even though we redirected standard output to the file foo. > command > filename | cat Filters The term filter is often used in UNIX terminology to refer to any program that can take input from standard input. . any redirection does not affect the pipeline). we never know the difference between standard output and standard error > ls n* n* not found > List all files beginning with n Here the not found message is actually being written to standard error and not standard output by the ls command. and write the results to standard output. perform some operation on that input. ls is not. wc is considered a filter. echo. rm. A filter is any program that can be used between two other programs in a pipeline. AND I/O REDIRECTION 39 The POSIX standard specifies that (in the Bourne shell) descriptors are assigned to the pipeline before redirection (i. We van verify that this message is not being written to standard output by redirect into the ls command’s output > ls n* > foo n* not found > We still get the message printed out at the terminal. The command tee can be used to write from its standard input to a file and to standard output. with the output piped through tee which will write the data into filename and to the console. cat and sort are filters. For example. Standard Error In addition to standard input and standard output there is another place known as standard error. since it does not read its input from standard input. date.3.e. In most cases. while who. This is where most UNIX commands write their error messages. pwd. STANDARD INPUT/OUTPUT. So in the previous pipeline.1. And as with the other two standard places. Since the pipe is set up before any redirection. mv. > command | tee filename This command line executes command. standard error is associated with our terminal by default. and cp are not. we could write the same command using the Bourne shell using cat and the redirection and pipeline facilities. cd.

Any error messages normally intended for standard error will be diverted into the specified file. similar to the way standard output gets redirected. > ls n* 2> errors > cat errors n* not found > . We can also redirect standard error to a file by using the notation > command 2> file No space is permitted between the 2 and the >.40 CHAPTER 1. LINUX BASICS The above example shows the raison d’ˆ etre for standard error: so that error messages will still get displayed at the terminal even if standard output is redirected to a file or piped to another command.

The commands include more less file find finger grep id kill logname sleep split chkconfig sort tee dd The commands df du free provide information about the disk space usage.4 Additional Commands In this section we describe a number of other important commands in LINUX. ADDITIONAL COMMANDS 41 1. .1. Some other commands are in the directory bin.4. The command chkconfig is in the directory sbin.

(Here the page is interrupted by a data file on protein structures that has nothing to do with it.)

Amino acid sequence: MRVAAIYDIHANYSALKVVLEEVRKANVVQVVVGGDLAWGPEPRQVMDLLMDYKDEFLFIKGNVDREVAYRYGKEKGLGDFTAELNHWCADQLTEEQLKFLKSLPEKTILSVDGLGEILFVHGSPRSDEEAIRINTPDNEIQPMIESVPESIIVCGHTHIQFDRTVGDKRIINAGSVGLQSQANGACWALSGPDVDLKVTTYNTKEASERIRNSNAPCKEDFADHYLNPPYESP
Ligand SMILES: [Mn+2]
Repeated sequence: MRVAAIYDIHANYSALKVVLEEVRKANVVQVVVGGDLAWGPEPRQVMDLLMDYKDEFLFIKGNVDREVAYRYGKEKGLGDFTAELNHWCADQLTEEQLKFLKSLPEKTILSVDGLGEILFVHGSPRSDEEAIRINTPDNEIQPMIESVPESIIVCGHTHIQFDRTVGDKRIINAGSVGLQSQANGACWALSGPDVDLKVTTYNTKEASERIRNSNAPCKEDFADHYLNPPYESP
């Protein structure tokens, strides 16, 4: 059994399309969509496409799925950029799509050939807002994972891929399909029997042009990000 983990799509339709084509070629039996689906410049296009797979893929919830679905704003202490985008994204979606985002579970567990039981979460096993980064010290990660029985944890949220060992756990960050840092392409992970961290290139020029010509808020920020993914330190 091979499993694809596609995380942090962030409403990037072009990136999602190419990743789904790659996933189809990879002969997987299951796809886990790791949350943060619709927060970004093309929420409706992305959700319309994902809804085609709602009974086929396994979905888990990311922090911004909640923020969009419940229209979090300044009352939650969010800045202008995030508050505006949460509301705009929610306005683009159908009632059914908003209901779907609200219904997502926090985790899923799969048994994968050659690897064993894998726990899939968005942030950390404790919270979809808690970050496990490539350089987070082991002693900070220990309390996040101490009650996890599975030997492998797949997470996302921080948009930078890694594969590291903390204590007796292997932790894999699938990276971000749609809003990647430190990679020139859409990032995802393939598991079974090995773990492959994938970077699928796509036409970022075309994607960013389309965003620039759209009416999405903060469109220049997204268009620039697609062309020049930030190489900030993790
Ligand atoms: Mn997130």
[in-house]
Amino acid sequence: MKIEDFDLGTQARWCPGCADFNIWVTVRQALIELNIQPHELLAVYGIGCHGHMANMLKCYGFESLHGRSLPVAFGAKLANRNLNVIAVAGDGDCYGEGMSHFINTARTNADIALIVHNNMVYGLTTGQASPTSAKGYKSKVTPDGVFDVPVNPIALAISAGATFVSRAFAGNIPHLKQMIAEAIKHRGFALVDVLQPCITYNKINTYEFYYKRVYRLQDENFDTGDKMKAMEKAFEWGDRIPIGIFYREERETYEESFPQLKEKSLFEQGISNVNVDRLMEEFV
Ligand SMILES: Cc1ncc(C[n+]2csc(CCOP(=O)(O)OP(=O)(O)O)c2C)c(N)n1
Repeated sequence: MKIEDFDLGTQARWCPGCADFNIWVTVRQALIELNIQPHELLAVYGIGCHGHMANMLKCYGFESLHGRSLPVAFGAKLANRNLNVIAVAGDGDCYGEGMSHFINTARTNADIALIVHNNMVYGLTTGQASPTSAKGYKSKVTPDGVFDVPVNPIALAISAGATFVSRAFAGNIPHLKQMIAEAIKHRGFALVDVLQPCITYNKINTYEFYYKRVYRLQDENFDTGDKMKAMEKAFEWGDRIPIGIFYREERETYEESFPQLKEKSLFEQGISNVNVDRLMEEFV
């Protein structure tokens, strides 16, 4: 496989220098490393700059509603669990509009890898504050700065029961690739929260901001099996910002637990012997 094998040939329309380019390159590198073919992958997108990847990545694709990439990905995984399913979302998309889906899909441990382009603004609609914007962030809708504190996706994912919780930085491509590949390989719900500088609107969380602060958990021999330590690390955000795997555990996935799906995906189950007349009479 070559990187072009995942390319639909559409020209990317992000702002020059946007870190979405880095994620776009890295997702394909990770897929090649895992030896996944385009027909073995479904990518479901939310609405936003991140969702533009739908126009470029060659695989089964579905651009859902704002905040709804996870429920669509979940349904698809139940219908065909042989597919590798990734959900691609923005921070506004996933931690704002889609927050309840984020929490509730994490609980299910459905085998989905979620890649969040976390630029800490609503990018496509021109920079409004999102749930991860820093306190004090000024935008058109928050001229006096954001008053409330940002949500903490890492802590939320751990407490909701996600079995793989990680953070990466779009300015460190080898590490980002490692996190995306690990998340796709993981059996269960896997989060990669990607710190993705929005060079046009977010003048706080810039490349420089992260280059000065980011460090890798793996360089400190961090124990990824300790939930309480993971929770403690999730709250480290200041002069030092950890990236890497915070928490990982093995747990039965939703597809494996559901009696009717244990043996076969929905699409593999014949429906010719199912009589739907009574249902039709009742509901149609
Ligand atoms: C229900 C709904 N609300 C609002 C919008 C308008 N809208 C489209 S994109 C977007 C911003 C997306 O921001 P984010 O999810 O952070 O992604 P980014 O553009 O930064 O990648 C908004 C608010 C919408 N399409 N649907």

If we try to pass a binary data file to more. We can look through a text file without invoking an editor.emacs To quit more we enter q or Crtl-z. Unlike more. We enter q to exit. less can display a screen of information in a text file.42 more display File Contents CHAPTER 1. view a file The less command is considered as a better more. for example. LINUX BASICS The more command displays a screenful of a text file. less displays information a screen at a time on our terminal. with the less we can page back and forth within the file. less name . A disadvantage with more is that we cannot back up to see a screen of information once it passes. we could have some unpleasant effects. For example. Like more. We can press page-up and page-down to scroll through the file. to display the contents of our emacs configuration file. printing the file. If our terminal does lock up. . The program’s name is a play on words for the program it’s meant to replace . our terminal can lock up.more. try pressing either the Ctrl-q or the Ctrl-s keys... we can type the following command > more . The command > less longfile views file longfile. or trying to pause the terminal as it displays the file.

Tells file that the list of files to identify is found in ffile. The command file is able to recognize whether the file is executable. let C++ program text If we compile and link this file we obtain an execute file first. This is useful when many files must be be a C++ file. Intel 80386 version 1. -z -L -f ffile -m mfile For example. Specifies an alternate file of magic numbers to use for determining file types. Then > file first. This is used in conjunction with -m to debug a new magic file before installing it. dynamically linked. Then > file first ELF 32-bit LSB executable. Many of the UNIX commands are only shell scripts. The command file can be used to report the UNIX commands that are and are not scripts. Looks inside a compressed file and tries to figure out its type.4. It is also useful to determine if the file is text based on or not and. and so on. whether it can be viewed or edited. ADDITIONAL COMMANDS file determines type of file 43 Determines the type of a file. This option causes symbolic links to be followed. therefore.1. text. Item -c Description Prints out the parsed form of the magic file. not stripped . data. The syntax is > file [-c] [-z] [-L] [-f ffile ] [-m mfile] filelist where filelist is a space-separated list of files we want to know the type of.